Jagdpanther

As the war between Germany and Russia continued into 1943 the Wehrmacht continued to seek more powerful, more capable weapons to deal with the Soviet masses.

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Join me for a look at one of the more successful such designs.

I’ve previously looked at several German tank destroyers.  The idea behind such vehicles initially was to mount a larger, more effective gun on an older, smaller tank chassis. The Jagdpanther was a little different, the idea being to mount the ultimate version of the 88 mm Pak43 L71 gun (the same gun used on the very heavy King Tiger tank) on the smaller, but current and modern Panther tank.

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This had been tried on other platforms leading to vehicles that were either too heavy (Ferdinand/Elefant) or too light (Nashorn).  So the Jagdpanther was meant to be Goldilock’s 88 mm tank destroyer.  As far as that goes the design was a complete success.  It was a viciously effective anti-tank weapon well suited to defensive, ambush warfare of the sort the Wehrmacht found itself embroiled in during the later part of the war.
But it suffered from all the shortcomings of late war German armor too.  Its mechanical reliability was poor and spare parts were always in short supply. A total 415 Jagdpanthers were built from January of 1944; plans called for production of 150 a month but Allied strategic bombing kept that from ever happening.

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At left is the Marder III, an earlier German tank destroyer that mounted a 76 mm gun on a Panzer 38(t) chassis. The gun platform fully rotates making it more tank-like, but obviously it was mostly open making it more vulnerable. The Hetzer (front, right) is a more complete Panzer 38(t) conversion with the 76 mm gun in a fully armored box. This time gun traverse is limited but the fighting unit is better protected. The Jagdpanther looms over the earlier, smaller vehicles. The big 88 mm gun on a Panther chassis, more fully converted like the Hetzer.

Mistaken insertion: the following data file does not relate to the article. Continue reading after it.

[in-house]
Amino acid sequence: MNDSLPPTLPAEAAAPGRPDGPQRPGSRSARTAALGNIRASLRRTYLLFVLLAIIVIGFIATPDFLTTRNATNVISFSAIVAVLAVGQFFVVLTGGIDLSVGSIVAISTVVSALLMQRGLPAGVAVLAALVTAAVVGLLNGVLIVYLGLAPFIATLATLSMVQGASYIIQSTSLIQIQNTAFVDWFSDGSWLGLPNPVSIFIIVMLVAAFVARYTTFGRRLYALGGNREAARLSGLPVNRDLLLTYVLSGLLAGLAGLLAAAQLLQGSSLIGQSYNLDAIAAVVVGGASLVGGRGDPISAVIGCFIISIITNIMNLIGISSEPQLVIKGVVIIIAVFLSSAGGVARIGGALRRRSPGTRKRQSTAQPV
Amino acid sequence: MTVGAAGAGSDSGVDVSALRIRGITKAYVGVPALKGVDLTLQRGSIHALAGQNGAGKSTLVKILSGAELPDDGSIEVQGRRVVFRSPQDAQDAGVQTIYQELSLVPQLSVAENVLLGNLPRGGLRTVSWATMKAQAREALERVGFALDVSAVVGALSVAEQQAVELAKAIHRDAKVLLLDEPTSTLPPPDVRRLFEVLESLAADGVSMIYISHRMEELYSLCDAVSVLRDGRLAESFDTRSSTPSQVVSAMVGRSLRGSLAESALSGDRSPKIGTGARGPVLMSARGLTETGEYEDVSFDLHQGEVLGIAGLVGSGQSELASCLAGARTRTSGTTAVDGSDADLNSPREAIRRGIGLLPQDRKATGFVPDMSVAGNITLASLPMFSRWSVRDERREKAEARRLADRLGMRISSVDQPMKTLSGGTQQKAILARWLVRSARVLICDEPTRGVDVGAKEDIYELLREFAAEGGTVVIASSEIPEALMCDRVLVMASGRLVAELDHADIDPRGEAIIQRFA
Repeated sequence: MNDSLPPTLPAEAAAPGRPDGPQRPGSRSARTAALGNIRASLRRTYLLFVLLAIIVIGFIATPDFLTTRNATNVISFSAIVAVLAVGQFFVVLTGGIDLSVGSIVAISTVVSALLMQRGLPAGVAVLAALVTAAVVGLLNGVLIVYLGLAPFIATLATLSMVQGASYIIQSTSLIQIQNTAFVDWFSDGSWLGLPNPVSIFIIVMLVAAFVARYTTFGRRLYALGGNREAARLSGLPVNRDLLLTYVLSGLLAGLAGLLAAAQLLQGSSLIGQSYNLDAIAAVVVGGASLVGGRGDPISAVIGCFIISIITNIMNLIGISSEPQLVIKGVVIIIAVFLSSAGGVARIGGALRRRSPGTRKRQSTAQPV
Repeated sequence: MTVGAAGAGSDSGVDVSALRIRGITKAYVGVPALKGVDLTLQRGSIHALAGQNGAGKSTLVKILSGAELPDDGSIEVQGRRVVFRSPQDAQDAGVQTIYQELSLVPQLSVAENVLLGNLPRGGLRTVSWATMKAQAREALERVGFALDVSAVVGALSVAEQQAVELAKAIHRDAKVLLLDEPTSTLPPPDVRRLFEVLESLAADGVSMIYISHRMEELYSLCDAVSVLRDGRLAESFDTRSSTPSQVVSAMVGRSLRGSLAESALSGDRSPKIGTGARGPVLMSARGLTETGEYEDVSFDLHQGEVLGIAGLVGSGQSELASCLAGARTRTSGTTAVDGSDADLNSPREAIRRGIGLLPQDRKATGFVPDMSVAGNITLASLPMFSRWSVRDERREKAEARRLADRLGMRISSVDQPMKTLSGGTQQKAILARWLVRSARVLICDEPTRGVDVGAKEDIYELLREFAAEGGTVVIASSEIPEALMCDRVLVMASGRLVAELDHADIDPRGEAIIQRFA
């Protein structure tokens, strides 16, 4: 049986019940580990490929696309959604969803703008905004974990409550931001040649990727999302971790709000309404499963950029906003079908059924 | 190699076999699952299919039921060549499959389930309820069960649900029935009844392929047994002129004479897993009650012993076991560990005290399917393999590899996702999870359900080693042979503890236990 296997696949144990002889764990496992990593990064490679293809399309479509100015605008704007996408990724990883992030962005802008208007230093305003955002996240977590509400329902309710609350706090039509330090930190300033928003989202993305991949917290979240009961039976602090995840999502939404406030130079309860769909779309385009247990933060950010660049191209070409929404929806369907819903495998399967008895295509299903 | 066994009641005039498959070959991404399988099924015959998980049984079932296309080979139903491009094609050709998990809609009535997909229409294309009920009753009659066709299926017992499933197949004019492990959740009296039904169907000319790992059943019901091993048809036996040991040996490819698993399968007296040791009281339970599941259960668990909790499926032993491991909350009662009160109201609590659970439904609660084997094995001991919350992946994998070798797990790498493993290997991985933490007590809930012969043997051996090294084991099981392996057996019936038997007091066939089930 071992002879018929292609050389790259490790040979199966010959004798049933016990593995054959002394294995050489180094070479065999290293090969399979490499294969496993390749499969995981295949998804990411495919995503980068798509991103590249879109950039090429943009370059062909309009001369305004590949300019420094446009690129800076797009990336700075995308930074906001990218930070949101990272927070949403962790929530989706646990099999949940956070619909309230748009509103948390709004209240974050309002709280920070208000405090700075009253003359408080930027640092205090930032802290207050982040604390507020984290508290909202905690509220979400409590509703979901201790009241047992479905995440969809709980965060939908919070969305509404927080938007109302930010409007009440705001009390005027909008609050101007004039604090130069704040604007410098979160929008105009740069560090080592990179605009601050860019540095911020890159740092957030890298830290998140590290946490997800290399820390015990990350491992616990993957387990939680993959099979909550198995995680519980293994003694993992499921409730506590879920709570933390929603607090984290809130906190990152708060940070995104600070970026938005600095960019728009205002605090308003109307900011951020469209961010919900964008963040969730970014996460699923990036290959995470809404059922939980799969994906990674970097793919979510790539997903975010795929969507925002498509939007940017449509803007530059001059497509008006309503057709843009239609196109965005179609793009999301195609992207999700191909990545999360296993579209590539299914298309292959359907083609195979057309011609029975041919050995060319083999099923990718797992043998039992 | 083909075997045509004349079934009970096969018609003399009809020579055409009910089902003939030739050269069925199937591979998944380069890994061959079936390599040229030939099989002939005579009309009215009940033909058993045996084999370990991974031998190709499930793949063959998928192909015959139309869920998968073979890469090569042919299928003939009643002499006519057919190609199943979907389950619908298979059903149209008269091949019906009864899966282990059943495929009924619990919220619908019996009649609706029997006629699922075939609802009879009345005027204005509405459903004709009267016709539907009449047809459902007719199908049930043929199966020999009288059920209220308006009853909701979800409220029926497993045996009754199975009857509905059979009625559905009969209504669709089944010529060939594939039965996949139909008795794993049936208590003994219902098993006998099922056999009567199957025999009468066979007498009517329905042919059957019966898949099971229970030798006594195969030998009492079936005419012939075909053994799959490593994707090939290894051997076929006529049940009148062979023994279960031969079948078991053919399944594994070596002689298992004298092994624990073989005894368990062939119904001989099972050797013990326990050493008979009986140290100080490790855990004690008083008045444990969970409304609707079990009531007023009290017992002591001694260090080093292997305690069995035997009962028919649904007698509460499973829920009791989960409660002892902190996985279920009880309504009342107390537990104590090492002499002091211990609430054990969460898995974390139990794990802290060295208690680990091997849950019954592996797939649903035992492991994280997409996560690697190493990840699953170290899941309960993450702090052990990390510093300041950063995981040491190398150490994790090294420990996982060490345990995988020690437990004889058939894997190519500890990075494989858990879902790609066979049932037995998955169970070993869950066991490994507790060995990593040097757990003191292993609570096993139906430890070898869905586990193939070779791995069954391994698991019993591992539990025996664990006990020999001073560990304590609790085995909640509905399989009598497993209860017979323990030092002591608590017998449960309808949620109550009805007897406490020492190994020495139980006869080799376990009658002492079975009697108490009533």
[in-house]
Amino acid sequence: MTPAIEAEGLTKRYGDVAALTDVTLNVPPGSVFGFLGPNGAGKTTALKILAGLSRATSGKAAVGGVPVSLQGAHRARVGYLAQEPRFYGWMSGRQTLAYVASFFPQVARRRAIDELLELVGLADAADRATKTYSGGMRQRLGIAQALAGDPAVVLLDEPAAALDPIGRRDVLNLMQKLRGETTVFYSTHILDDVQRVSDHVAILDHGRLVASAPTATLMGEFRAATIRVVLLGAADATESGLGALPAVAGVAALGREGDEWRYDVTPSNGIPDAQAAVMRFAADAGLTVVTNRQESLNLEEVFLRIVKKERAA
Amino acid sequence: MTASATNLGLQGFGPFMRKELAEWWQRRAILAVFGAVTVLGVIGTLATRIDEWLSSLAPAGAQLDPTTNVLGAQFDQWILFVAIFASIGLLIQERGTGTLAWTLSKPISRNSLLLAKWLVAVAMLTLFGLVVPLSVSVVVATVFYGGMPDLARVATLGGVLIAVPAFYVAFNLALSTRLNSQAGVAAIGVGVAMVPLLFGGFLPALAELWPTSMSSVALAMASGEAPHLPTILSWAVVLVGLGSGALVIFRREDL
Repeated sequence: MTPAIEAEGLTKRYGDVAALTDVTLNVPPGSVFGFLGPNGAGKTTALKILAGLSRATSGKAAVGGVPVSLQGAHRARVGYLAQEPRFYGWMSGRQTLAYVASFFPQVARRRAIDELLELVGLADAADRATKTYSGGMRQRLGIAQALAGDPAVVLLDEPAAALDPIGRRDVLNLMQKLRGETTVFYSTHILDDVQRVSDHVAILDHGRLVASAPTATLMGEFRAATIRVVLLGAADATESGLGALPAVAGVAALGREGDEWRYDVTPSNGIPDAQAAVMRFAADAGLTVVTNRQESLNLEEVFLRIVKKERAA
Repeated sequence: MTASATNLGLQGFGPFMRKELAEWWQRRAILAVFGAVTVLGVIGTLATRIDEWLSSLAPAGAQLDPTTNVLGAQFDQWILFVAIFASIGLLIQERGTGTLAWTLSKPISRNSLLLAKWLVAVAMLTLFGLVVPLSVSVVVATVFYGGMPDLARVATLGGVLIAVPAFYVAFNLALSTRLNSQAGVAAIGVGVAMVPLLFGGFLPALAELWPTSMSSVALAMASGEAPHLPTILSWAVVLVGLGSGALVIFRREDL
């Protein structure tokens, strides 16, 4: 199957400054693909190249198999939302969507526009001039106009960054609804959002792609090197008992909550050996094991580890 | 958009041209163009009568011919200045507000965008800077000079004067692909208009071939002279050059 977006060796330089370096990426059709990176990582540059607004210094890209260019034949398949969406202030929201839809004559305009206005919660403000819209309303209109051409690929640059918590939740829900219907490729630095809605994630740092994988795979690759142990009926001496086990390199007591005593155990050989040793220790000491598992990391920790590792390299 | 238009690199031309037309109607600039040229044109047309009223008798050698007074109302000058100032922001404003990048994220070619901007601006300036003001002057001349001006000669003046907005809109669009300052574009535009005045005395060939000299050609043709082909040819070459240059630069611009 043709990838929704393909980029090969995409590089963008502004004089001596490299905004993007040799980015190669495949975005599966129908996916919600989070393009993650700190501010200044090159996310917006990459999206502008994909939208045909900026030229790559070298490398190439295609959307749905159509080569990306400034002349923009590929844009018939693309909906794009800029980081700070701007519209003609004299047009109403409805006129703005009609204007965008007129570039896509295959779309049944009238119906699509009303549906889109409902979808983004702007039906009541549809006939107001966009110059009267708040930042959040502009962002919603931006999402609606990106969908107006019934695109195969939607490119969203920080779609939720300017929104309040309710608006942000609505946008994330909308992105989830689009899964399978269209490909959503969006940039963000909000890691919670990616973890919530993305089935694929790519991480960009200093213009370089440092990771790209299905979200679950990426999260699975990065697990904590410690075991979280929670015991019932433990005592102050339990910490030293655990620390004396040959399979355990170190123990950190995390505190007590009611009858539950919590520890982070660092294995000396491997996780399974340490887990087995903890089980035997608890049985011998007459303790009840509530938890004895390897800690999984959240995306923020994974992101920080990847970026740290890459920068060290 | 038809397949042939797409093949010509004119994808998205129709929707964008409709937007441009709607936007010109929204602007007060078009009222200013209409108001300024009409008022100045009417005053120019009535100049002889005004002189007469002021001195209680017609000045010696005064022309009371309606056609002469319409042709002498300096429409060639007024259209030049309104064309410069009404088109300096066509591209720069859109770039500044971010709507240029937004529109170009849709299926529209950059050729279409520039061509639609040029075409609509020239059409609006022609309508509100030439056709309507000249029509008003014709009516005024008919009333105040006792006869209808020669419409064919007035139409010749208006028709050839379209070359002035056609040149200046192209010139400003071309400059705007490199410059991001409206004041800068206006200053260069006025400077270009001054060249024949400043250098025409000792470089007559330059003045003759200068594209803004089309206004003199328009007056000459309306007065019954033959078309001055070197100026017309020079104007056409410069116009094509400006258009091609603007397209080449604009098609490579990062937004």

This example is from the Tamiya kit and represents a vehicle that fought in the Ardennes Offensive (Battle of the Bulge) in December of 1944.  It was an easy and fun build as are other models in this series.

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Late war German armor. The Panther tank at left was well regarded and capable. But it’s 75 mm gun couldn’t defeat the heaviest Soviet armor. The King Tiger at right, with its improved 88 mm gun, could defeat most anything, but it was always in short supply. So the Jagdpanther mounted that bigger gun on the Panther platform.

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The American M10 Tank Destroyer (right, foreground) was much more tank-like than any German sort. It mounted a 3″ gun (only slightly bigger than the standard 75 mm on a Sherman) in an open, slightly lighter turret on the Sherman chassis. The Soviet IS-2 (right, rear) was the sort of heavy monster that was their response to German armor. Both allied weapons were available in greater numbers and were more reliable and better serviced than their German opponents.

About atcDave

I'm 5o-something years old and live in Ypsilanti, Michigan. I'm happily married to Jodie. I was an air traffic controller for 33 years and recently retired; grew up in the Chicago area, and am still a fanatic for pizza and the Chicago Bears. My main interest is military history, and my related hobbies include scale model building and strategy games.
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21 Responses to Jagdpanther

  1. Ernie Davis says:

    If I’m not mistaken in “Band of Brothers” in the Market Garden episode it is a Jagdpanther that just about singlehandedly stops E company ant the British advance.

    • Ernie Davis says:

      Curse my lack of admin privileges on this blog… E company AND the British advance.

      • atcDave says:

        Yes I believe you are correct.
        Of course, a lot of “Hollywood” armor is cobbled together from post-war spare parts; the only credits I can find on-line for that episode are a faux-Tiger (T-34 body with a reproduction Tiger turret) and a Stug III. But yeah, it looks more like a JagdPanther to me.
        Definitely a fearsome opponent for paratroopers, and medium armor that doesn’t see their target!

      • Ernie Davis says:

        Yeah, it carved them up pretty good, but that was the Market Garden story, lightly armed paratroopers and a fast moving armored column ran into an unexpected experienced Panzer division.